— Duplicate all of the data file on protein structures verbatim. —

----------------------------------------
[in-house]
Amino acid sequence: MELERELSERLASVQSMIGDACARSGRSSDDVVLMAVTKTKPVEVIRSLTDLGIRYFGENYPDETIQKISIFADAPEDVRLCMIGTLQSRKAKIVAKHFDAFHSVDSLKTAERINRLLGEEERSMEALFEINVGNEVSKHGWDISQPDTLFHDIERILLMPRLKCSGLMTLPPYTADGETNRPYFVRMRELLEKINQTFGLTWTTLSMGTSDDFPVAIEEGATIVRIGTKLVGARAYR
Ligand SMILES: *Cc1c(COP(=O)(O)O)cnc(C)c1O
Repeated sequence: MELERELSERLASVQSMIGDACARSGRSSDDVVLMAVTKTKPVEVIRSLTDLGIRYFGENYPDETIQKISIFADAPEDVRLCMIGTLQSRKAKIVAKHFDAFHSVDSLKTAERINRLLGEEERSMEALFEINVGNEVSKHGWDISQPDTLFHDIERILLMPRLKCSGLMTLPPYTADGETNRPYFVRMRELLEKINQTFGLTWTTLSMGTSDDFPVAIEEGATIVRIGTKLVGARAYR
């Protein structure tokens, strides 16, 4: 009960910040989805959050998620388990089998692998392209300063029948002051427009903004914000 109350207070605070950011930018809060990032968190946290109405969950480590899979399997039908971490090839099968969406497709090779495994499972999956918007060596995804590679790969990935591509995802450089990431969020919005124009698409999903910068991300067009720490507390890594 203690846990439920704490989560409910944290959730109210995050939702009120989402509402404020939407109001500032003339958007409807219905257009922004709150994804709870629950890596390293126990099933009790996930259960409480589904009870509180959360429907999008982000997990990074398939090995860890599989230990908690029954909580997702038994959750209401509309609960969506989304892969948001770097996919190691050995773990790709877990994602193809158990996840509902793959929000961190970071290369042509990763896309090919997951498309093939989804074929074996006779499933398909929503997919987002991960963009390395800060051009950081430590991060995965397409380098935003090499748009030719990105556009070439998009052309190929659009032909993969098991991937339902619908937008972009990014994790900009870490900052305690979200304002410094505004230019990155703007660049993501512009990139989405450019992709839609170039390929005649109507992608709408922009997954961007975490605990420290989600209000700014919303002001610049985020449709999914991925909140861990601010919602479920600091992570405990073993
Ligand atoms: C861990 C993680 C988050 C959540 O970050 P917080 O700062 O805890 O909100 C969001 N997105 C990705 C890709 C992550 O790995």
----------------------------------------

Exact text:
[in-house]
Amino acid sequence: MELERELSERLASVQSMIGDACARSGRSSDDVVLMAVTKTKPVEVIRSLTDLGIRYFGENYPDETIQKISIFADAPEDVRLCMIGTLQSRKAKIVAKHFDAFHSVDSLKTAERINRLLGEEERSMEALFEINVGNEVSKHGWDISQPDTLFHDIERILLMPRLKCSGLMTLPPYTADGETNRPYFVRMRELLEKINQTFGLTWTTLSMGTSDDFPVAIEEGATIVRIGTKLVGARAYR
Ligand SMILES: *Cc1c(COP(=O)(O)O)cnc(C)c1O
Repeated sequence: MELERELSERLASVQSMIGDACARSGRSSDDVVLMAVTKTKPVEVIRSLTDLGIRYFGENYPDETIQKISIFADAPEDVRLCMIGTLQSRKAKIVAKHFDAFHSVDSLKTAERINRLLGEEERSMEALFEINVGNEVSKHGWDISQPDTLFHDIERILLMPRLKCSGLMTLPPYTADGETNRPYFVRMRELLEKINQTFGLTWTTLSMGTSDDFPVAIEEGATIVRIGTKLVGARAYR
């Protein structure tokens, strides 16, 4: 009960910040989805959050998620388990089998692998392209300063029948002051427009903004914000 109350207070605070950011930018809060990032968190946290109405969950480590899979399997039908971490090839099968969406497709090779495994499972999956918007060596995804590679790969990935591509995802450089990431969020919005124009698409999903910068991300067009720490507390890594 203690846990439920704490989560409910944290959730109210995050939702009120989402509402404020939407109001500032003339958007409807219905257009922004709150994804709870629950890596390293126990099933009790996930259960409480589904009870509180959360429907999008982000997990990074398939090995860890599989230990908690029954909580997702038994959750209401509309609960969506989304892969948001770097996919190691050995773990790709877990994602193809158990996840509902793959929000961190970071290369042509990763896309090919997951498309093939989804074929074996006779499933398909929503997919987002991960963009390395800060051009950081430590991060995965397409380098935003090499748009030719990105556009070439998009052309190929659009032909993969098991991937339902619908937008972009990014994790900009870490900052305690979200304002410094505004230019990155703007660049993501512009990139989405450019992709839609170039390929005649109507992608709408922009997954961007975490605990420290989600209000700014919303002001610049985020449709999914991925909140861990601010919602479920600091992570405990073993
Ligand atoms: C861990 C993680 C988050 C959540 O970050 P917080 O700062 O805890 O909100 C969001 N997105 C990705 C890709 C992550 O790995």